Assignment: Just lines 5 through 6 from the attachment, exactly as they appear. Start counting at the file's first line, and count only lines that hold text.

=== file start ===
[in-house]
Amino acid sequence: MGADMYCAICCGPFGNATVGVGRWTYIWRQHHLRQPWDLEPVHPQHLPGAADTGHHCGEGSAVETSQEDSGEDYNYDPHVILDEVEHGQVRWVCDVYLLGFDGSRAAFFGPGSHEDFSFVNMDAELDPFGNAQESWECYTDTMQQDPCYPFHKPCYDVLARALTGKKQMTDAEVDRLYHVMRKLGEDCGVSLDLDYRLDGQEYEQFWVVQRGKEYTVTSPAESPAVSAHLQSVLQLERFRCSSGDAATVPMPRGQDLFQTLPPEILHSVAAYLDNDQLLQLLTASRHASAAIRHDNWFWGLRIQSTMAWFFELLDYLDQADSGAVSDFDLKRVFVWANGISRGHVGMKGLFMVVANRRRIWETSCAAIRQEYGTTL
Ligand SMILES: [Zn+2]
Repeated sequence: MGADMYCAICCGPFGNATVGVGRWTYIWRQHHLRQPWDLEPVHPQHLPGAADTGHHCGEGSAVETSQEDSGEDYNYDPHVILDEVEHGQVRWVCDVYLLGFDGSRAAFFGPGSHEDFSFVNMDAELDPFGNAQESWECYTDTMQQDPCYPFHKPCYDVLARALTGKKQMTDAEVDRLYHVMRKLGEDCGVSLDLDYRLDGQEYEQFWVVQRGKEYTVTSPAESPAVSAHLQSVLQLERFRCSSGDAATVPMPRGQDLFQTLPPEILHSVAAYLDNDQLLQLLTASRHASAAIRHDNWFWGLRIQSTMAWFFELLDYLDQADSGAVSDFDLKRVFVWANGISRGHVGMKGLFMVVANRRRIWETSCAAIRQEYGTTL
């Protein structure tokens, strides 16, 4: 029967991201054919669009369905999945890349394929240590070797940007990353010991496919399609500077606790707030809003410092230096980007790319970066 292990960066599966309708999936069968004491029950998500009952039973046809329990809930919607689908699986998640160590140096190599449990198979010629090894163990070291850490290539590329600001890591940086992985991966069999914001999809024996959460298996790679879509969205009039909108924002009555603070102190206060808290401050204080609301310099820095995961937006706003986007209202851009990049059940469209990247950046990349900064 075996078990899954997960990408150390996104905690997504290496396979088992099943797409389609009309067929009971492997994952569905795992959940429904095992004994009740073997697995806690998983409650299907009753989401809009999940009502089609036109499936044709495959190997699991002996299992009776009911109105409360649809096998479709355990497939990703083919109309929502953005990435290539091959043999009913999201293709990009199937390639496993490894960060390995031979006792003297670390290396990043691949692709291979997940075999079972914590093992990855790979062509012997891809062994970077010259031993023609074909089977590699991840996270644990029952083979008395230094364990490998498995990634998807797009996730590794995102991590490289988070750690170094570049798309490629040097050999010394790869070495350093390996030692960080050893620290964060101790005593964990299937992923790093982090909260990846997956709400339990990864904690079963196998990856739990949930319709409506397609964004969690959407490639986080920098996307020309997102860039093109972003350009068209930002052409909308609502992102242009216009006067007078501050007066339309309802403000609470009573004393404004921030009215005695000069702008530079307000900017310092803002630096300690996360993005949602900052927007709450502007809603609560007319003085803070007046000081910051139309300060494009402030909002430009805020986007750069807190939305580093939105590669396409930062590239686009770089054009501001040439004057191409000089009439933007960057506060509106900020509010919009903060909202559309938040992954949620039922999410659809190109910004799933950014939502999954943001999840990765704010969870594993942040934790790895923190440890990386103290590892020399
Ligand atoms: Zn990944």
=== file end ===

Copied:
């Protein structure tokens, strides 16, 4: 029967991201054919669009369905999945890349394929240590070797940007990353010991496919399609500077606790707030809003410092230096980007790319970066 292990960066599966309708999936069968004491029950998500009952039973046809329990809930919607689908699986998640160590140096190599449990198979010629090894163990070291850490290539590329600001890591940086992985991966069999914001999809024996959460298996790679879509969205009039909108924002009555603070102190206060808290401050204080609301310099820095995961937006706003986007209202851009990049059940469209990247950046990349900064 075996078990899954997960990408150390996104905690997504290496396979088992099943797409389609009309067929009971492997994952569905795992959940429904095992004994009740073997697995806690998983409650299907009753989401809009999940009502089609036109499936044709495959190997699991002996299992009776009911109105409360649809096998479709355990497939990703083919109309929502953005990435290539091959043999009913999201293709990009199937390639496993490894960060390995031979006792003297670390290396990043691949692709291979997940075999079972914590093992990855790979062509012997891809062994970077010259031993023609074909089977590699991840996270644990029952083979008395230094364990490998498995990634998807797009996730590794995102991590490289988070750690170094570049798309490629040097050999010394790869070495350093390996030692960080050893620290964060101790005593964990299937992923790093982090909260990846997956709400339990990864904690079963196998990856739990949930319709409506397609964004969690959407490639986080920098996307020309997102860039093109972003350009068209930002052409909308609502992102242009216009006067007078501050007066339309309802403000609470009573004393404004921030009215005695000069702008530079307000900017310092803002630096300690996360993005949602900052927007709450502007809603609560007319003085803070007046000081910051139309300060494009402030909002430009805020986007750069807190939305580093939105590669396409930062590239686009770089054009501001040439004057191409000089009439933007960057506060509106900020509010919009903060909202559309938040992954949620039922999410659809190109910004799933950014939502999954943001999840990765704010969870594993942040934790790895923190440890990386103290590892020399
Ligand atoms: Zn990944």